Wang suggests that if Sun users with contracts know they are going to stick with some of the company's products for an extended period, they should pursue the best deal they can get on a long-term contract. "It's likely you can get some great deals from the company being acquired right before [the deal] is approved. This might be a good time to buy," Wang said.
But before renewing or having to adjust a software license or maintenance deal, Wang said, IT shops should carefully assess where they are in their lifecycle ownership of a product and whether they want to do further implementations or sunset it.
Major events such as major vendors or user organizations merging are not the only reasons for Oracle to pore over existing contracts. Reviews can be triggered by users' reorganizations, expansions, facility closings or layoffs, all or any of which can occur on a quarterly basis these days for larger companies.
Worse, IT shops are typically notified of such reviews on short notice, in many cases just two or three weeks. Even top executives can't alert their own IT professionals about certain important business changes that could trigger an Oracle review because of regulatory constraints.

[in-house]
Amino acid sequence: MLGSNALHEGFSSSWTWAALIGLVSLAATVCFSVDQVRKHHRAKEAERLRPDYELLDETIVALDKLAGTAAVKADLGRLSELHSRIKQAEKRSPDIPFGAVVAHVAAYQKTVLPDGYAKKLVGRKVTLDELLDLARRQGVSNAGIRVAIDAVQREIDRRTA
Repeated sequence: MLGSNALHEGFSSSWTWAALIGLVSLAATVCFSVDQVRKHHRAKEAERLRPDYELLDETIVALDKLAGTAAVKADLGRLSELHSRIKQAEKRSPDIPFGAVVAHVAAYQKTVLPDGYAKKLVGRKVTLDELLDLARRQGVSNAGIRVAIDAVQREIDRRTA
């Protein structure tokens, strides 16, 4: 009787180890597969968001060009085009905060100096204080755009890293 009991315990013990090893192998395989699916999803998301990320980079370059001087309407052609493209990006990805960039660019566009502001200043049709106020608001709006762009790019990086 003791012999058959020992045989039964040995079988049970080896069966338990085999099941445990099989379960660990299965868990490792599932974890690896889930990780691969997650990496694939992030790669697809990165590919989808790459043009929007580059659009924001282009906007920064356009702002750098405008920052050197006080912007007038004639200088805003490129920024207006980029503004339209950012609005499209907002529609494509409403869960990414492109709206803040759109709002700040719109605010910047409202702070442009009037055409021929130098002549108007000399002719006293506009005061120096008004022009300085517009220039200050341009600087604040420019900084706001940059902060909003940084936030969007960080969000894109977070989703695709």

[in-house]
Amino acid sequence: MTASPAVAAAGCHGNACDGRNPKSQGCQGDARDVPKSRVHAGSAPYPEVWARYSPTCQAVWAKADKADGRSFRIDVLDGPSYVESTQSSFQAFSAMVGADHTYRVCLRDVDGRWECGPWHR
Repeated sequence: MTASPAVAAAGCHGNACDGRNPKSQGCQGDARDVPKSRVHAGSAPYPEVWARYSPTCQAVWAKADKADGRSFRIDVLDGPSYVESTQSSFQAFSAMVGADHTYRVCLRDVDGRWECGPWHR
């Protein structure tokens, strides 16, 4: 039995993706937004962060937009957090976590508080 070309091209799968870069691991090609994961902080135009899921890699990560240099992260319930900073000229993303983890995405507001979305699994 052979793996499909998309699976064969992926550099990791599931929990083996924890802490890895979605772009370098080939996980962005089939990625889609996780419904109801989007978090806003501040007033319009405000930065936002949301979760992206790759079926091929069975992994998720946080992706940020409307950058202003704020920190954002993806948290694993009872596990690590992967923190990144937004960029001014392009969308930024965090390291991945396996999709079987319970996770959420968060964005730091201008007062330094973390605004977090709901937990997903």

For those shops with or without a dedicated license management strategy in place, hastily called reviews and audits can send an IT organization into a frenzied fire drill. That process could have IT personnel going manually through several server audit logs to see how many of their users are tapping into Oracle resources -- what features and options are being used -- and to determine whether the Oracle deployment is trending upward or downward.
Some IT professionals say this is hardly the sort of drill they have time for in environments where they are already under pressure to keep their daily operations moving forward with increasingly smaller budgets. "I have been part of these drills involving Oracle, CA and IBM before, and they can be a major pain in the ass," said one IT professional who requested anonymity.
"If you aren't prepared, it can put you behind by a few weeks on a project you have to drop in order to this. I don't need stuff like that in my life," he said.